Prime Minister Hamad bin Jassim Al Thani, in a December 2009 meeting with U.S. Deputy Secretary of Energy Daniel Poneman and U.S. Ambassador to Doha Joseph Evan LeBaron, characterized the Gulf state's relationship with Iran as one in which "they lie to us, and we lie to them."
The Prime Minister also said of the Iranians: "You always think you have a deal with them and then you don't," continuing that it is important to "make them tell you (what they will do). Otherwise they will say 'yes, but...' and the 'but' will be worse than a 'no.'" When the American diplomat contended that the Iranians are uninterested in making proposals, the Prime Minister replied, "You don't understand. Even Mousavi can,t make a deal!"
Jordanian officials employed a metaphor of an octopus "whose tentacles reach out insidiously to manipulate, foment, and undermine the best laid plans of the West and regional moderates" when describing the Islamic Republic in one particularly revealing cable. Iran's "tentacles" include the states of Qatar and Syria, Jordanians contend, as well as Hezbollah in Lebanon, Hamas in the Palestinian territories, an Iraqi government sometimes seen as supplicant to Tehran, and Shia communities throughout the region. While Jordanian officials expressed doubt that U.S. engagement would convince Iran to withdraw its "tentacles," they expressed belief they could be severed if Iran is deprived of "hot-button issues" that make it a hero to many on the Arab street, such as its championing of the Palestinian cause.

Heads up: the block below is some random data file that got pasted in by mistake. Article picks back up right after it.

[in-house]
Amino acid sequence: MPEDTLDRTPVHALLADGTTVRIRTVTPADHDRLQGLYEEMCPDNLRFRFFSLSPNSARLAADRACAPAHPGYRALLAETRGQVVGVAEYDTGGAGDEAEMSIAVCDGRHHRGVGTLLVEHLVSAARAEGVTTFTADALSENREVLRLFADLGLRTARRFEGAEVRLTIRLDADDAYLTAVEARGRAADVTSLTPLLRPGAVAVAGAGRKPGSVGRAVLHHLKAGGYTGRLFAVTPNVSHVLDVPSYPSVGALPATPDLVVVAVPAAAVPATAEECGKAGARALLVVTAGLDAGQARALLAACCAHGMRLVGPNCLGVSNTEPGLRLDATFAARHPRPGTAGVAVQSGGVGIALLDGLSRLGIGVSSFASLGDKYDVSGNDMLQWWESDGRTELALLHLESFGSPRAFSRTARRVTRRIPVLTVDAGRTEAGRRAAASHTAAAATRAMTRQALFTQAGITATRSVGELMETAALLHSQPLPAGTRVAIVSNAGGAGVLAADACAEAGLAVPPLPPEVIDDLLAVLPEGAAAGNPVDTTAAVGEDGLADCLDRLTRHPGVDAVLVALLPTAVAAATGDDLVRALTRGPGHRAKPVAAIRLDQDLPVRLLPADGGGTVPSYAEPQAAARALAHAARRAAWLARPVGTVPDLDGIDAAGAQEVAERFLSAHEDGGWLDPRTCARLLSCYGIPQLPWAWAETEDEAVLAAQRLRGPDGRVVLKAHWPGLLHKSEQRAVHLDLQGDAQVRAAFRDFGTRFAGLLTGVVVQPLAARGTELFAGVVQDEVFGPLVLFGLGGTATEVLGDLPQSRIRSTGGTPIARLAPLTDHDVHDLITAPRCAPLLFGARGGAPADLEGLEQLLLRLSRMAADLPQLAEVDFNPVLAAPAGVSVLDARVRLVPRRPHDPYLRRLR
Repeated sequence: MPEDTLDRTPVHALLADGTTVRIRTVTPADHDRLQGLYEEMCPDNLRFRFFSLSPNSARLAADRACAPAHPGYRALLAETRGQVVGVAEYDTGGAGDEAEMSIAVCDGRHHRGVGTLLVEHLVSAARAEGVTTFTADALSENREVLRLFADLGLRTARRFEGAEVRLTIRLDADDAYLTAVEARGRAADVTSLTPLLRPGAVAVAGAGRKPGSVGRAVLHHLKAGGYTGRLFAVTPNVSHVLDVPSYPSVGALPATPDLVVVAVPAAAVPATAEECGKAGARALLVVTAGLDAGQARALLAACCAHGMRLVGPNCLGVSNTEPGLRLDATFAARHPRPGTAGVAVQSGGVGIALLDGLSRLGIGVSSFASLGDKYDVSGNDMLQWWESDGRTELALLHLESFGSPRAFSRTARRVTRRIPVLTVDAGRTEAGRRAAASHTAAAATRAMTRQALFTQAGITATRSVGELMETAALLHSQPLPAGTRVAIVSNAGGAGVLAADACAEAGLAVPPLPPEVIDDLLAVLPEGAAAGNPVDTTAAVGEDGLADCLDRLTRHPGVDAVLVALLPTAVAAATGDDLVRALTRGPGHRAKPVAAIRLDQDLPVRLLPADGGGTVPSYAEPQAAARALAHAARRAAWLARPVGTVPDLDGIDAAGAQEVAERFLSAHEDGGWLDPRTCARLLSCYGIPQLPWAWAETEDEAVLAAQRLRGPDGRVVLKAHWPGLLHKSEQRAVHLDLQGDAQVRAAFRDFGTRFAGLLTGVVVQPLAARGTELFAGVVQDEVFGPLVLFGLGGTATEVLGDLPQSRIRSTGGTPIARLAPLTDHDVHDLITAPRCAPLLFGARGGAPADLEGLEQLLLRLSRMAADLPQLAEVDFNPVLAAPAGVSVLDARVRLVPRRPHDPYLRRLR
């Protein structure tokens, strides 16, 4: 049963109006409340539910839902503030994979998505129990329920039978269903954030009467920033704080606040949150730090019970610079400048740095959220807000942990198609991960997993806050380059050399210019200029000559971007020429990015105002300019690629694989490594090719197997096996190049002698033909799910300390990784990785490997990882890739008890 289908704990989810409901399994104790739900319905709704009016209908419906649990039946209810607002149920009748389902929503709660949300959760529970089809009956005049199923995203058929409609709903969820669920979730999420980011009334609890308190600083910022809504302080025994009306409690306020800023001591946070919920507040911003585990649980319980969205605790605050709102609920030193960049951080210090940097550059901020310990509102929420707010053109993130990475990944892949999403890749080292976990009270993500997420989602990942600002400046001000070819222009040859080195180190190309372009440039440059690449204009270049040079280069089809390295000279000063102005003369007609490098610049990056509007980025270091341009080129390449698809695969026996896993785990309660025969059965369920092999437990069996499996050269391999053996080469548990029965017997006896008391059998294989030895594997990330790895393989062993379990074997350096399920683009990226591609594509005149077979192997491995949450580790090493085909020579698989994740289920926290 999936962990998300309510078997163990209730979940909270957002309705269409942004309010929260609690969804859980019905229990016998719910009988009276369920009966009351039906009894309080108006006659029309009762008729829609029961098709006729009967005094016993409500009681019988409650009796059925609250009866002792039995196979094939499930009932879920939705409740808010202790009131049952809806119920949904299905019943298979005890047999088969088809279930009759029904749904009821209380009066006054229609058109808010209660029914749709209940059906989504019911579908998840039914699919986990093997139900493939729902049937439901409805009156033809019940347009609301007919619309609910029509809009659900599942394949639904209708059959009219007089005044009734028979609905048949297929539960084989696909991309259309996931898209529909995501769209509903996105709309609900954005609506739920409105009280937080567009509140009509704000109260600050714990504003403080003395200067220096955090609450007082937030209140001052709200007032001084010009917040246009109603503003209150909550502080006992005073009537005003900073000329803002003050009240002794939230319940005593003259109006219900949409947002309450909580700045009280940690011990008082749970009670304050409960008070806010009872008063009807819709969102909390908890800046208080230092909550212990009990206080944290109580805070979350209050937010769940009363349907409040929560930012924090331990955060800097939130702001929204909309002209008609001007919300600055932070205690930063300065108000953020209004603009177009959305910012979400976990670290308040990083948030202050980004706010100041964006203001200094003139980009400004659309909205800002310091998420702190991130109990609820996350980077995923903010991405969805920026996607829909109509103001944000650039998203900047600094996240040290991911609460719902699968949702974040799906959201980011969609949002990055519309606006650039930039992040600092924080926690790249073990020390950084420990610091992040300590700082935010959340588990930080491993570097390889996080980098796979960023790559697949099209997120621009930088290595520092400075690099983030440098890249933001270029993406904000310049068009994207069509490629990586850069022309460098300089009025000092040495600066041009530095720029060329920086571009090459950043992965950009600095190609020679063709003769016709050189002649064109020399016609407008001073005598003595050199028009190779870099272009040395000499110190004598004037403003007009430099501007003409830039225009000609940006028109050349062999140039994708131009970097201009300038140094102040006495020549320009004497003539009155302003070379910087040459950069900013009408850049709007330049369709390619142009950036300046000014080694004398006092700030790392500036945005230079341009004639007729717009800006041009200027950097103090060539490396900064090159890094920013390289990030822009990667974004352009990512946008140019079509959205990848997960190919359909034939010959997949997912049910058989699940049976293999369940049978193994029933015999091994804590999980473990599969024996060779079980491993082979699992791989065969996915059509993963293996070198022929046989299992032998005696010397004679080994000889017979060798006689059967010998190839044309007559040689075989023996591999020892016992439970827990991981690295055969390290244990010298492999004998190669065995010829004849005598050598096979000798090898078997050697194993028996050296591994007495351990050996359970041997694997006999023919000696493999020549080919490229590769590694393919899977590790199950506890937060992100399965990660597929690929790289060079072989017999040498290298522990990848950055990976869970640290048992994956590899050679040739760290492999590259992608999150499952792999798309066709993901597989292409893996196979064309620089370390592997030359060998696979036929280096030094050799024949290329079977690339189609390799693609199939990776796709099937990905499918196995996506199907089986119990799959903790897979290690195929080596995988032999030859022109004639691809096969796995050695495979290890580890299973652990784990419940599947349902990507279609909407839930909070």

Muwaffaq Ajlouni, the Deputy Director of Jordan's Foreign Ministry's Arab and Middle East Affairs Department was more blunt: "Iran is not welcomed in the Arab world, but it is taking advantage of helpless people."
Jordanian Upper House President Zeid Rifai argued that if the U.S., the EU, and the Arab states agree that under no circumstances should Iran be allowed to obtain a nuclear weapon, military force will become the only option. "Bomb Iran, or live with an Iranian bomb. Sanctions, carrots, incentives won't matter," was how he put it in 2008. While Rifai judged a military strike would have "catastrophic impact on the region," he nonetheless thought preventing Iran from acquiring nuclear weapons would pay enough dividends to make it worth the risks.